By Adom M. Cooper
Impunity Watch Reporter, Middle East
DAMASCUS, Syria–According the spokesman for UN delegate Kofi Annan, The Syrian government has agreed in principle to accept the joint UN-Arab League envoy’s six-point plan on ending the violence in Syria. This is tremendous news for the civilians of Syrian who are desperate to see the violence end and receive proper humanitarian attention.
“The Syrian government has written to the joint special envoy Kofi Annan, accepting his six-point plan, endorsed by the United Nations Security Council. Mr. Annan views this as an important initial step that could bring an end to the violence and the bloodshed, provide aid to the suffering, and create an environment conducive to a political dialogue that would fulfill the legitimate aspirations of the Syrian people.”
The six points of the peace plan are listed below:
1)Syrian-led political process to address the aspirations and concerns of the Syrian people
2)UN-supervised cessation of armed violence in all its forms by all parties to protect civilians
3)All parties to ensure provision of humanitarian assistance to all areas affected by the fighting, and implement a daily two-hour humanitarian pause
4)Authorities to intensify the pace and scale of release of arbitrarily detained persons
5)Authorities to ensure freedom of movement throughout the country for journalists
6)Authorities to respect freedom of association and right to demonstrate peacefully
Mr. Annan is currently in Beijing on a mission to remove any skepticism about his six-point plan so that it can be approved and implemented. Annan met with Chinese Premier Wen Jiabao, who pledged his support for the tireless efforts to bring peace to the people of Syria, and Annan has also met with Russian President Dmitri Medvedev in Moscow. It seems that support from both China and Russia should see the plan through and have the needed assistance reach the citizens of Syria immediately.
China and Russia are both close allies of Syria and already blocked two United Nations Security Council resolutions that condemned al-Assad’s regime. Their previous blocking of resolutions has drawn harsh criticism from Western nations. China continues to oppose foreign military intervention or any type of regime change after witnessing Western forces helping in the successful removal of Libya’s Moammar Gaddafi.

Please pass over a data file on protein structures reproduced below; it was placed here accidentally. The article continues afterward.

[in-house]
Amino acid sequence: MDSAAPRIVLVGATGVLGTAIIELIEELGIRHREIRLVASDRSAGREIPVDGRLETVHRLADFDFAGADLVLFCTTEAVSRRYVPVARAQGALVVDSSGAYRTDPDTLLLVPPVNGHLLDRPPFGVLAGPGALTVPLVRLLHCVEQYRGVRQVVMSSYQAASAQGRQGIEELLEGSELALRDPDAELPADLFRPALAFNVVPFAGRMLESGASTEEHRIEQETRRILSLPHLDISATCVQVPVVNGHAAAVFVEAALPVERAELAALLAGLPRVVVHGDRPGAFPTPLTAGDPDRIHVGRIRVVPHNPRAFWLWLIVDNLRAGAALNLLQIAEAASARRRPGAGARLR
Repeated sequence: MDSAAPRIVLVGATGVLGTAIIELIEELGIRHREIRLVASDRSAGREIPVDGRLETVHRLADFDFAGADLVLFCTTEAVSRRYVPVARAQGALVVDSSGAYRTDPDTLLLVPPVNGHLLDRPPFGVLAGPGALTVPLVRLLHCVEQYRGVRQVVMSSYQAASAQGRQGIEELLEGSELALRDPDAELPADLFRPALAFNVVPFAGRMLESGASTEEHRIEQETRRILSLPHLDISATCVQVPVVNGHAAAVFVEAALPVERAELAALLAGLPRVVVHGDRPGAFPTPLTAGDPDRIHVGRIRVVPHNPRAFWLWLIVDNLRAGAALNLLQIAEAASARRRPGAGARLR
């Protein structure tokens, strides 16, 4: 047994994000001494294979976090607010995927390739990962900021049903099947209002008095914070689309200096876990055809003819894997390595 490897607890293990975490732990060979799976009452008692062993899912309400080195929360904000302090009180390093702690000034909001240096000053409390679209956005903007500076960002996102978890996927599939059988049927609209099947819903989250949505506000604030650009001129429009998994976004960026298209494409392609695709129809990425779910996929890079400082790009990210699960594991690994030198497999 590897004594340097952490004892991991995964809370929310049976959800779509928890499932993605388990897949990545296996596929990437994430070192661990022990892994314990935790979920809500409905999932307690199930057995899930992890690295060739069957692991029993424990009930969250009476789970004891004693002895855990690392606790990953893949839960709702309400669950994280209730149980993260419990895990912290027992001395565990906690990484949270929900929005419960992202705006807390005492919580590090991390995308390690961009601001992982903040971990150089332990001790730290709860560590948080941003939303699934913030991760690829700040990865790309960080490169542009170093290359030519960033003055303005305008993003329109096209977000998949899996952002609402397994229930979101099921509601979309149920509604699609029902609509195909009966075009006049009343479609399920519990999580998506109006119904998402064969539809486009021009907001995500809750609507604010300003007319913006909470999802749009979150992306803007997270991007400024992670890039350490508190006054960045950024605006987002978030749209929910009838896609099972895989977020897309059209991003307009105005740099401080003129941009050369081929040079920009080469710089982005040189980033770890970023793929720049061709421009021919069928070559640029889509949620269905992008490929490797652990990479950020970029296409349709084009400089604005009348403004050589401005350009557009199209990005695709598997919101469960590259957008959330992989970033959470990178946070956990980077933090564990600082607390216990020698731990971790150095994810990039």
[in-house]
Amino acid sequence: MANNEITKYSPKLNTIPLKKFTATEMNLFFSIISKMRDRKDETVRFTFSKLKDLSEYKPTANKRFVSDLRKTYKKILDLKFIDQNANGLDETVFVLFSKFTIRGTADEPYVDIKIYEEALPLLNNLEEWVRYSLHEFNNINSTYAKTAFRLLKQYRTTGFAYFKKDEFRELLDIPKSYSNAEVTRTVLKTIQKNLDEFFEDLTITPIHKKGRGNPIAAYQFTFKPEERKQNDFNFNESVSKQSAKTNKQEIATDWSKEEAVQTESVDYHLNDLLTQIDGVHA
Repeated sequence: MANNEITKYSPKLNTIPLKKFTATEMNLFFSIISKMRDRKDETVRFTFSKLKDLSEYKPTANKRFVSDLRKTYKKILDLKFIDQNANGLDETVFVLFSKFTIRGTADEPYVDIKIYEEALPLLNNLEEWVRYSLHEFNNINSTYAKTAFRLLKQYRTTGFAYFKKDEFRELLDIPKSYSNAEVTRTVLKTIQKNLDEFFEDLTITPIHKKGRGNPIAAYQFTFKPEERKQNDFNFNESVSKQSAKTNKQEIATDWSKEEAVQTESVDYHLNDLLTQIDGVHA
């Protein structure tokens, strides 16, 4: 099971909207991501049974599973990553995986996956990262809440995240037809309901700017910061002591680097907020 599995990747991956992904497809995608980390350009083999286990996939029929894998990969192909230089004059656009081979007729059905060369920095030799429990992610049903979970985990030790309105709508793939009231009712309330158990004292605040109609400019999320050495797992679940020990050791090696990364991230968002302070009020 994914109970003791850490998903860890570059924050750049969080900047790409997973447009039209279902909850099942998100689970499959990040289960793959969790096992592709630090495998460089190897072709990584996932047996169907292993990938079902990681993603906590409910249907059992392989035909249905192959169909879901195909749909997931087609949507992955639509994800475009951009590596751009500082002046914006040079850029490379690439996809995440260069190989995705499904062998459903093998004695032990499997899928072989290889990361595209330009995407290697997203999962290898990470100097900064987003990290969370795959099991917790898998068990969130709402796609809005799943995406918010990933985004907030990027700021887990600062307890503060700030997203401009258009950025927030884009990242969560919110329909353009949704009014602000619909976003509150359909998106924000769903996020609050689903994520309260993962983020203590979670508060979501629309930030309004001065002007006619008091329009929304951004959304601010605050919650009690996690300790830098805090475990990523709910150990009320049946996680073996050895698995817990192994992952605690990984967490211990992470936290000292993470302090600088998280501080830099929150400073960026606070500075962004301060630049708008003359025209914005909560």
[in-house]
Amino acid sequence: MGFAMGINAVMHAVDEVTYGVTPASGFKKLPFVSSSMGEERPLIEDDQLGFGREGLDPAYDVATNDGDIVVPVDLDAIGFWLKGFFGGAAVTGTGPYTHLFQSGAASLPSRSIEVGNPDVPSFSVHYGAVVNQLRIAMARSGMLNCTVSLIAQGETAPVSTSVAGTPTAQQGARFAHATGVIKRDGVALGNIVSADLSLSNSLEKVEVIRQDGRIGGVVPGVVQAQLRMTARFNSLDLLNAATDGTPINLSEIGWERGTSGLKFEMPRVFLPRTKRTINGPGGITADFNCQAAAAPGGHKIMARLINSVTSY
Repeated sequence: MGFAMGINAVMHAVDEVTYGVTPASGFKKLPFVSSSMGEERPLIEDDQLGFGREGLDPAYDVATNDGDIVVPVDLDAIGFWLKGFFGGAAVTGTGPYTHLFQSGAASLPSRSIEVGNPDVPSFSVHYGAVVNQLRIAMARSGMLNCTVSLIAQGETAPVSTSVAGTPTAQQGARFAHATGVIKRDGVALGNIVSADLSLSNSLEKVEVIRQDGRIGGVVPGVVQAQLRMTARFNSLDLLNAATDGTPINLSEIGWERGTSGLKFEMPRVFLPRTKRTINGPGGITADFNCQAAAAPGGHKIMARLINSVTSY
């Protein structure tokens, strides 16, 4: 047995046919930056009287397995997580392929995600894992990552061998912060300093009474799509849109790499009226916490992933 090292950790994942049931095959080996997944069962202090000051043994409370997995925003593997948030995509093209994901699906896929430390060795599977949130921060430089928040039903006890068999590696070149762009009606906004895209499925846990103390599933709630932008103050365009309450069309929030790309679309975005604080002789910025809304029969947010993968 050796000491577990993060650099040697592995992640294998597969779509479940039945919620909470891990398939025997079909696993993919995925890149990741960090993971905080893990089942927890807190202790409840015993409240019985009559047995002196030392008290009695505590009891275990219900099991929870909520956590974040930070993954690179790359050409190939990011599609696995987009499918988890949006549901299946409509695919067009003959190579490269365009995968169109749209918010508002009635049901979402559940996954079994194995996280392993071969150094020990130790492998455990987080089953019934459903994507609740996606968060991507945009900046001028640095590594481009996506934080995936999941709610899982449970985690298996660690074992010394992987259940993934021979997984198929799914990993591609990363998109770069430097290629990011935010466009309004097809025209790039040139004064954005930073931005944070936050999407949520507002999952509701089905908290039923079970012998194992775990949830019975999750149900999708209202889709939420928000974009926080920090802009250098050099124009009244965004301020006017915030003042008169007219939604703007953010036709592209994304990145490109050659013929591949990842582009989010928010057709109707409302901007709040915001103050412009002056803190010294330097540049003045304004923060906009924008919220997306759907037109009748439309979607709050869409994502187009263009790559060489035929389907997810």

Russia President Medvedev stated on Tuesday 27 March 2012 that it was “short-sighted” to believe that the solution to the crisis is Assad agreeing to Western demands to step down.
As the news of al-Assad’s willingness to agree to the plan broke, opposition forces in Syria known as the Syrian National Council (SNC) met for a second day in Istanbul, Turkey to have a meeting of the minds on common objectives for their nation’s future as the weekend’s “Friends of Syria” conference looms. The opposition in Syria is fragmented and has struggled to remain united in the face of the regime’s deadly crackdown. The talks in Istanbul are aimed at bringing the members to a general consensus and securing international recognition.
Basma Kodmani, a spokeswoman for the SNC, shared these words with Reuters.
“A peaceful transition means that the regime needed to be changed. And that starts with the removal of the head of the state. Mr. Annan’s initiative for us should lead to development of clear terms of reference for negotiation on the modalities of change. Not on whether the change should happen or not.”
While al-Assad and the opposition leaders continue to talk amongst themselves, the situation on the ground has not changed at all. According to the Syrian Observatory for Human Rights, Syria forced continued their assault across the nation with at least eight people, including three women, killed overnight in battle with rebel troops. Video posted on the Internet by activists showed thick black smoke and blazing buildings in a district of Homs. There were wounded and bleeding men and women lying in a street.
The United Nations has estimated that more than 9,000 people have lost their lives in Syria’s upheaval over the past year, according to the UN Middle East envoy Robert Serry. The Syrian government has continually blamed foreign-backed terrorists for the violence and reported that 3,000 soldiers and police have been killed.
Activists in Syria have shared their skepticism for Kofi Annan’s plan, noting that the Syrian government had only partially implemented a previous Arab League-led plan to halt the violence. A rebel spokesman, identifying himself as Abu Rami, shared with Reuters from Homs, the main arena for fierce fighting between Syrian forces and protesters, that he expected the violence to continue.
“It’s like other initiatives that have been before. They did not stop the shelling.”
There is a widespread consensus among Syrians that al-Assad is simply attempting to bog down Annan and his team of mediators in a frivolous diplomatic process that will give him political cover to continue his military campaign against the opposition. One can hope that Annan’s plan and method of implementation will not allow this to happen or hope for change will dissipate. And the life of every Syrian civilian and protester will remain in imminent danger.
For more information, please see:
Ahram – Syria Accepts Annan Peace Plan – 27 March 2012
Al-Jazeera – Syria ‘Accepts’ Annan Plan To End Strife – 27 March 2012
BBC – Syrian Government Accepts Annan Peace Plan – 27 March 2012
The Guardian – Syria ‘Accepts Annan Peace Plan’ – 27 March 2012
NYT – Syria Reportedly Accepts Peace Plan as Clashes Erupt Near Lebanon – 27 March 2012
Reuters – Annan Says Syria Accepts Peace Plan – 27 March 2012
Washington Post –Syria Accepts Annan’s Peace; China, Russia Also On Board – 27 March 2012